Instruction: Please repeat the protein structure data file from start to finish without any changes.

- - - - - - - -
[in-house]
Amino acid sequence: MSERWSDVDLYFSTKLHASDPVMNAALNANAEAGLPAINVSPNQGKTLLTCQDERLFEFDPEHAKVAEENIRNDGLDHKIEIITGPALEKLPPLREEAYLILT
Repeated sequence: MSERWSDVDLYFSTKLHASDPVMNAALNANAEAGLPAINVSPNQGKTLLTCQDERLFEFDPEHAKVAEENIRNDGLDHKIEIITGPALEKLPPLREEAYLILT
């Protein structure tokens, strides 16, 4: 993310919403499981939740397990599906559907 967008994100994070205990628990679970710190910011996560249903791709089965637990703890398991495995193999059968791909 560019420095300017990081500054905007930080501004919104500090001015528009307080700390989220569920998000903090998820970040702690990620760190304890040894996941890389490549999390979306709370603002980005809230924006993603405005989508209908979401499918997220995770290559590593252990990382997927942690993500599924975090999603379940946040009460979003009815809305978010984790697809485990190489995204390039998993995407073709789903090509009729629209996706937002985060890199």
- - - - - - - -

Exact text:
[in-house]
Amino acid sequence: MSERWSDVDLYFSTKLHASDPVMNAALNANAEAGLPAINVSPNQGKTLLTCQDERLFEFDPEHAKVAEENIRNDGLDHKIEIITGPALEKLPPLREEAYLILT
Repeated sequence: MSERWSDVDLYFSTKLHASDPVMNAALNANAEAGLPAINVSPNQGKTLLTCQDERLFEFDPEHAKVAEENIRNDGLDHKIEIITGPALEKLPPLREEAYLILT
């Protein structure tokens, strides 16, 4: 993310919403499981939740397990599906559907 967008994100994070205990628990679970710190910011996560249903791709089965637990703890398991495995193999059968791909 560019420095300017990081500054905007930080501004919104500090001015528009307080700390989220569920998000903090998820970040702690990620760190304890040894996941890389490549999390979306709370603002980005809230924006993603405005989508209908979401499918997220995770290559590593252990990382997927942690993500599924975090999603379940946040009460979003009815809305978010984790697809485990190489995204390039998993995407073709789903090509009729629209996706937002985060890199």